Bristol protesters overthrow statue of slave trader

It had been a problem for several years and had been the subject of much controversy. Protesters protesting against racism in Bristol on Sunday overturned the statue of Edward Colston, a slave trader who died in the 18th century. It was located in the center of this city in the south-west of England with a slave-like past.

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Erected in 1895 in a street that bears his name, this bronze statue was torn from its pedestal by ropes pulled by a group of demonstrators. Once the statue on the ground, they rushed over it to trample it, according to images broadcast on social networks and relayed by British television.


One of them was photographed kneeling on the neck of the statue, reproducing the gesture of the white police officer who asphyxiated the black American George Floyd in late May in the United States, setting off a worldwide protest movement against racism and police brutality. “This man was a slave trader. He was generous to Bristol but it was on the back of slavery and it is absolutely abject. It is an insult to the citizens of Bristol, ”said John McAllister, a 71-year-old protester quoted by the British agency Press Association.

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The statue was then dragged through the port city before being thrown, sprayed with red paint, into the Avon river, with cries of joy. The local police announced the opening of an investigation and the Minister of the Interior, Priti Patel, denounced an act “absolutely shameful” and “completely unacceptable. It’s vandalism, like what we saw yesterday in London ”.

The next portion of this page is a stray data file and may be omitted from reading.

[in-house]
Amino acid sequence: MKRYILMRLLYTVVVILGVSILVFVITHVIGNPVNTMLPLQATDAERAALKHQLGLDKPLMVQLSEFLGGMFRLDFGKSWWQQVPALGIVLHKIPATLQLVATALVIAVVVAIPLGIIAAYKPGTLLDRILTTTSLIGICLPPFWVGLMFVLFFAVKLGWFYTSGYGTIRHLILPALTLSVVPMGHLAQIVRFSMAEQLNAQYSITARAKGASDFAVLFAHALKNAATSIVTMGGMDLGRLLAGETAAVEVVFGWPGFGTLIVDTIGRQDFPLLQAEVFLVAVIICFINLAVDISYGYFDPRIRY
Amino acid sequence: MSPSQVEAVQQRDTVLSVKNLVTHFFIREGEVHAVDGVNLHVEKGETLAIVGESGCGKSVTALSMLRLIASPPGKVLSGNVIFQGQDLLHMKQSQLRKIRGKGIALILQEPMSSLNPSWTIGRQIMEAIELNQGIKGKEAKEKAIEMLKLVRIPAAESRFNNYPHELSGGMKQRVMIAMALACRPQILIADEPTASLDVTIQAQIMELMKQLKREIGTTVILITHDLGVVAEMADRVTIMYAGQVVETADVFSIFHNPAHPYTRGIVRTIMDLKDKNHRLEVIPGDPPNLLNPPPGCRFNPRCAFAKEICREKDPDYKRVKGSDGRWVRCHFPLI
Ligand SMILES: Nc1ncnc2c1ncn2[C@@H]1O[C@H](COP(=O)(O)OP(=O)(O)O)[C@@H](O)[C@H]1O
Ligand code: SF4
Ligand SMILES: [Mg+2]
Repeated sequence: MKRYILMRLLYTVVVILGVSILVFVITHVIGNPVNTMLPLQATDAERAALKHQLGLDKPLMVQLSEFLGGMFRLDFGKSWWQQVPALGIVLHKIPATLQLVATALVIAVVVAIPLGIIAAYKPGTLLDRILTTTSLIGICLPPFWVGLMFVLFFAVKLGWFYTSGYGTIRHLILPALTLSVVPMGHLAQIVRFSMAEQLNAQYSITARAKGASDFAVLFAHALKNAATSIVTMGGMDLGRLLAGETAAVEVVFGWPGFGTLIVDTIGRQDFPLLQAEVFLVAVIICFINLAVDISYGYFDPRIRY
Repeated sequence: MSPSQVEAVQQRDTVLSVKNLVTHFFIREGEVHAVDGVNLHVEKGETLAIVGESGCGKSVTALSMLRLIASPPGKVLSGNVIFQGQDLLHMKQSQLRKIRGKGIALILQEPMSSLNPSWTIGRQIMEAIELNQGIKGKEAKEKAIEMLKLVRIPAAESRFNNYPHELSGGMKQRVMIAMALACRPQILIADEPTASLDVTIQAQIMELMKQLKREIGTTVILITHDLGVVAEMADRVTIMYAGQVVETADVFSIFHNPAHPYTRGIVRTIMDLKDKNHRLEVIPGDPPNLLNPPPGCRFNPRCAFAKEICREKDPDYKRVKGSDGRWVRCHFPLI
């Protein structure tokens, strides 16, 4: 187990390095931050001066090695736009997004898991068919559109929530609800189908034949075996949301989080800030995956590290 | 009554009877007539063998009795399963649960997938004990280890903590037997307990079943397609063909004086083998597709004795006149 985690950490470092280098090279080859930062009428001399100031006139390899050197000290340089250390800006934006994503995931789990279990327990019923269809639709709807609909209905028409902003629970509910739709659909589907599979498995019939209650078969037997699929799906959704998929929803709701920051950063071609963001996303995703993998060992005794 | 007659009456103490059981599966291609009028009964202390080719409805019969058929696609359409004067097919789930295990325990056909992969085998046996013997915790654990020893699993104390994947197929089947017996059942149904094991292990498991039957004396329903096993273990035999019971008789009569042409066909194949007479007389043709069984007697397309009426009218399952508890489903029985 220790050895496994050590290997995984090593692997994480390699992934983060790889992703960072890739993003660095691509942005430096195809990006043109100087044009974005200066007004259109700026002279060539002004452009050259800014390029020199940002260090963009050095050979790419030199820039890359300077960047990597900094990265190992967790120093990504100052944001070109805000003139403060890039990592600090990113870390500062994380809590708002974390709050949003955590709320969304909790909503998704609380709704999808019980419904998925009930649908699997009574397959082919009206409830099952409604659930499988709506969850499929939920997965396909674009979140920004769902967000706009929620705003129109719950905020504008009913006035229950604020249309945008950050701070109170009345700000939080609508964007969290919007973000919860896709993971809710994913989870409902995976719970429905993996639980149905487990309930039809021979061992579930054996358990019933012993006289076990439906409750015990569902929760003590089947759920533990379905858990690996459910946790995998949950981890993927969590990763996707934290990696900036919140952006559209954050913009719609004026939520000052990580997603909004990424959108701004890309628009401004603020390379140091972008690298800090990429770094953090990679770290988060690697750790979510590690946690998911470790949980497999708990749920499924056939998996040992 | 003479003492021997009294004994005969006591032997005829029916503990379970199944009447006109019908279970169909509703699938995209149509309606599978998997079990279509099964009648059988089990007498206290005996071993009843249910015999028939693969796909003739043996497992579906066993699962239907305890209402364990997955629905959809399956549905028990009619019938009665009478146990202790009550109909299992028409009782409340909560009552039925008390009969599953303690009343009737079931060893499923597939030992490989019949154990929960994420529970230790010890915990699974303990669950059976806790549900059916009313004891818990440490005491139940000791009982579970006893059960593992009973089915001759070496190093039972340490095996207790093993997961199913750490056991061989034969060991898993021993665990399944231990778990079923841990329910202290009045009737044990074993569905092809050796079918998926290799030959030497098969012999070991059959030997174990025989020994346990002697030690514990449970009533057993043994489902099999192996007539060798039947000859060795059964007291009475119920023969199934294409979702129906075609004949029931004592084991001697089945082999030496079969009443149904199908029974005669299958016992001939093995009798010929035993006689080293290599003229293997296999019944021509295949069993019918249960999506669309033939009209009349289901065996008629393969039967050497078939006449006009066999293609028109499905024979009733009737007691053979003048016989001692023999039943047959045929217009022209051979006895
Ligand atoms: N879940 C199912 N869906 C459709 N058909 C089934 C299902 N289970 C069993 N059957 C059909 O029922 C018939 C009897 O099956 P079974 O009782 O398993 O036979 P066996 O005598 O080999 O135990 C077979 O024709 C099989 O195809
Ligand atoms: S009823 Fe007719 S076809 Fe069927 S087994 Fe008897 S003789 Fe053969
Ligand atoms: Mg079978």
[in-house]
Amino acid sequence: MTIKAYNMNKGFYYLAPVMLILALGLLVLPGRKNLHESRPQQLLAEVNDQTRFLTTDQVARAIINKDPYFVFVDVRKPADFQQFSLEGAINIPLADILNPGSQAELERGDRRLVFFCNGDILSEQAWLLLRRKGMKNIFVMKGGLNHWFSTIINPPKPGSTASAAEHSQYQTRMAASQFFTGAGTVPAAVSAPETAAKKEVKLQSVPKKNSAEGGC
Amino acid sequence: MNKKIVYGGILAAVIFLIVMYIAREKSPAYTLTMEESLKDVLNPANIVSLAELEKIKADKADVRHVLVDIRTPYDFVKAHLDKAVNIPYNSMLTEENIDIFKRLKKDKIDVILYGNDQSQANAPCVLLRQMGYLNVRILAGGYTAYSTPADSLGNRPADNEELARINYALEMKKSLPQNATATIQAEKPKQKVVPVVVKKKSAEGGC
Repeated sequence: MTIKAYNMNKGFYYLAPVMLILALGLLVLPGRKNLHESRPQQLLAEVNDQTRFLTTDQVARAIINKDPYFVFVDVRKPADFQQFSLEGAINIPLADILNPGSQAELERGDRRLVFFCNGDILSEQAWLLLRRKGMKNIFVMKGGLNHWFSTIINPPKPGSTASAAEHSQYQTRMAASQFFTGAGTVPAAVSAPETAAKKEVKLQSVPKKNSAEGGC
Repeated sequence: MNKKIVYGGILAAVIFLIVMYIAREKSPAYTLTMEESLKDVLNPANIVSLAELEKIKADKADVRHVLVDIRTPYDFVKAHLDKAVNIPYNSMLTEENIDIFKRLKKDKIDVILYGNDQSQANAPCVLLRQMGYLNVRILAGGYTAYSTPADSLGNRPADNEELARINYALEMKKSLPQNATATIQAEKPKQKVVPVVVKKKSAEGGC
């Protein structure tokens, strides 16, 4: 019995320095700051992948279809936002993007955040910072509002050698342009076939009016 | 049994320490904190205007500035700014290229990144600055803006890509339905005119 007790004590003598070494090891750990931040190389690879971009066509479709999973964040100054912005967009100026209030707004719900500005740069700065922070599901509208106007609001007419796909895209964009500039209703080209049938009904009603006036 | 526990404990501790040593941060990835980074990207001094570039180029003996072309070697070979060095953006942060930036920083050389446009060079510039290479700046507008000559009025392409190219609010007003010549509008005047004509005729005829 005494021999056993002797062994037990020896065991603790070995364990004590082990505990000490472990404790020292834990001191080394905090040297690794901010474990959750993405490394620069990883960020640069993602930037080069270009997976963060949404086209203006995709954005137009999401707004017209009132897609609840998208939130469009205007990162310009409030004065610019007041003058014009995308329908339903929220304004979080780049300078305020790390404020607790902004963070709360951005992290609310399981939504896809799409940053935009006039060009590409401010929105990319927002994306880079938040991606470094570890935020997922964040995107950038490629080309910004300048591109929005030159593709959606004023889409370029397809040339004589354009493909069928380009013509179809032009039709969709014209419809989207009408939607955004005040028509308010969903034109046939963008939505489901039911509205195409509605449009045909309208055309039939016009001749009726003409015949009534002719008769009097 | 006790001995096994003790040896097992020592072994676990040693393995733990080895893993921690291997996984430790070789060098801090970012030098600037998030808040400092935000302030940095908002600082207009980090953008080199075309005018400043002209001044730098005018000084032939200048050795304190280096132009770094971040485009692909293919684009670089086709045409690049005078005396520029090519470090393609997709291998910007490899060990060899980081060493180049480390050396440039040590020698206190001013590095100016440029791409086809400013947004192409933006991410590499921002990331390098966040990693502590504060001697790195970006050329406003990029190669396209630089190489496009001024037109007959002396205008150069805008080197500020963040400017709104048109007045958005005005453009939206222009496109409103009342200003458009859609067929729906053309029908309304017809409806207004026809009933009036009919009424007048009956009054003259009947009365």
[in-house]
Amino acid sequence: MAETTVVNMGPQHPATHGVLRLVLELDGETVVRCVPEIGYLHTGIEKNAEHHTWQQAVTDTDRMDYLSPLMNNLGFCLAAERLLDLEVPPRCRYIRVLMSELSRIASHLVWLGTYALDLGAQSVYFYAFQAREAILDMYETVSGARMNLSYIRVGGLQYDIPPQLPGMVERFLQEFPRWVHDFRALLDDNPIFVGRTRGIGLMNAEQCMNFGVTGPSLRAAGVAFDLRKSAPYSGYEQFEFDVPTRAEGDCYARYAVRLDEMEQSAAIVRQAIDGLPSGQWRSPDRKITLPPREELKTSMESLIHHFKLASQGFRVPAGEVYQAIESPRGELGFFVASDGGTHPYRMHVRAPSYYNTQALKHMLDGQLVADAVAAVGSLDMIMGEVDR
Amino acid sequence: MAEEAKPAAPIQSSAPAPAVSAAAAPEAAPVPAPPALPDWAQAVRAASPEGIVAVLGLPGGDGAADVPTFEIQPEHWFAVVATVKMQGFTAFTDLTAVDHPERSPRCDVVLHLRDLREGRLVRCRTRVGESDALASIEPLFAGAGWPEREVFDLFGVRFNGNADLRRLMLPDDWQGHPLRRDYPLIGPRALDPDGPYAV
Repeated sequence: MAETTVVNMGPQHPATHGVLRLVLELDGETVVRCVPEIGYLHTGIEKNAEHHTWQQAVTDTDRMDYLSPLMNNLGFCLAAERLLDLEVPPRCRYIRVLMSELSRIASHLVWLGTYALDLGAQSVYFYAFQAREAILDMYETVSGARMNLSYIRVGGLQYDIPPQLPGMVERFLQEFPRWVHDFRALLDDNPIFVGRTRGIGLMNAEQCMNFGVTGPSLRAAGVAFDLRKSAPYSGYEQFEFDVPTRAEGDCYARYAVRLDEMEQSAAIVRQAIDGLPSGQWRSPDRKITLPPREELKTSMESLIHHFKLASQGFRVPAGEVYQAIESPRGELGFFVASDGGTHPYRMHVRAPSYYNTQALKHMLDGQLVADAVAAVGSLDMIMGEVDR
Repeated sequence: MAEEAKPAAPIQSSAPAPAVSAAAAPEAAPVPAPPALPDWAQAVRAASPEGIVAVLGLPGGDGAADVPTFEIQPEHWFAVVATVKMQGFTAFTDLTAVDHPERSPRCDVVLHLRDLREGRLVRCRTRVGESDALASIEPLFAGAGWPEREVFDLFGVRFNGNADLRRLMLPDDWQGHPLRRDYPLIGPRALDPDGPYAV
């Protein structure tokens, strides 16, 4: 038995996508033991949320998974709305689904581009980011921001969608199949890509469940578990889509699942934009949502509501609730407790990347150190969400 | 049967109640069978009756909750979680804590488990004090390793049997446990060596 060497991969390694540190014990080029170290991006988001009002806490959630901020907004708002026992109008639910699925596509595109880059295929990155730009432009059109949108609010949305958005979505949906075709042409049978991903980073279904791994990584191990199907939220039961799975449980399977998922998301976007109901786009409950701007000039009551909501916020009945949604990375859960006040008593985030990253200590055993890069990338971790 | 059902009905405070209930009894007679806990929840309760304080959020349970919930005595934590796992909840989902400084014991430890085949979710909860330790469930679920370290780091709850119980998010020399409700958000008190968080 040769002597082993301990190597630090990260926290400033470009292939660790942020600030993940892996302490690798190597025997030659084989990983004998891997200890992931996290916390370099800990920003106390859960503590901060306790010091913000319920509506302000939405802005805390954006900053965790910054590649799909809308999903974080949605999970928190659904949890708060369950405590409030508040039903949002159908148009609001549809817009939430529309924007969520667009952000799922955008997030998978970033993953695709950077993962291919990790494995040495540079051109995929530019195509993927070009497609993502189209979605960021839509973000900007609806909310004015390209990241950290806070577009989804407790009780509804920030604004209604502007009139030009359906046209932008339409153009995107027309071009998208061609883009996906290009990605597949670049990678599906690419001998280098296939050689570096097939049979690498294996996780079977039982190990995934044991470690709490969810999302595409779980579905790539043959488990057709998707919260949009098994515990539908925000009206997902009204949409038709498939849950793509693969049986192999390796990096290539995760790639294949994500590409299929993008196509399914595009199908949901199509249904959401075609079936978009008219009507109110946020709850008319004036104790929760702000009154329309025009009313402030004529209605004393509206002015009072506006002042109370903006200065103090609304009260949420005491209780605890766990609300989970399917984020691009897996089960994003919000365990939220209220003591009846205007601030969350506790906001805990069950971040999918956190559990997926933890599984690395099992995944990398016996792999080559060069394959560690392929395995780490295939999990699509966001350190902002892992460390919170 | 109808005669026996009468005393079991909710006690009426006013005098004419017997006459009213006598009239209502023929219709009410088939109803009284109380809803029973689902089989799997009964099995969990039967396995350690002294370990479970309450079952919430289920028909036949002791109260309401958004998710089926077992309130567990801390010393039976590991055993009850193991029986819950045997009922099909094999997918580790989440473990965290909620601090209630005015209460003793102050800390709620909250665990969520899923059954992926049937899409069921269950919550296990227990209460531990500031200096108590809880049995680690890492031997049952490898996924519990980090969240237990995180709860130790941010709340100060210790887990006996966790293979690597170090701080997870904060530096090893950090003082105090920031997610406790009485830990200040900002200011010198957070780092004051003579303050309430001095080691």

For his part, the mayor of Bristol, Marvin Rees, adopted a more conciliatory tone in a press release. “I know that the unbolt from the Colston statue will divide opinion, as the statue has done for many years. It is important to listen to those who considered this statue to be an affront to humanity ”.

10,000 demonstrators

Coming from a wealthy merchant family, Edward Colston (1636-1721) enriched himself in the slave trade. He would have sold nearly 100,000 slaves from West Africa to the Caribbean and the Americas between 1672 and 1689. He then used his fortune to finance the development of Bristol and good works, which has long earned him a reputation philanthropist before disgrace. In total, some 10,000 people marched through the streets of Bristol, as did thousands more over the weekend across the UK.

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Another statue was targeted Sunday in front of the Parliament in London, that of the former conservative Prime Minister Winston Churchill and hero of the Second World War: the inscription “was a racist” was affixed under his name on the basement. This rally in the center of the capital ended in incidents with the police in the early evening, after having started peacefully in the early afternoon in front of the United States Embassy.

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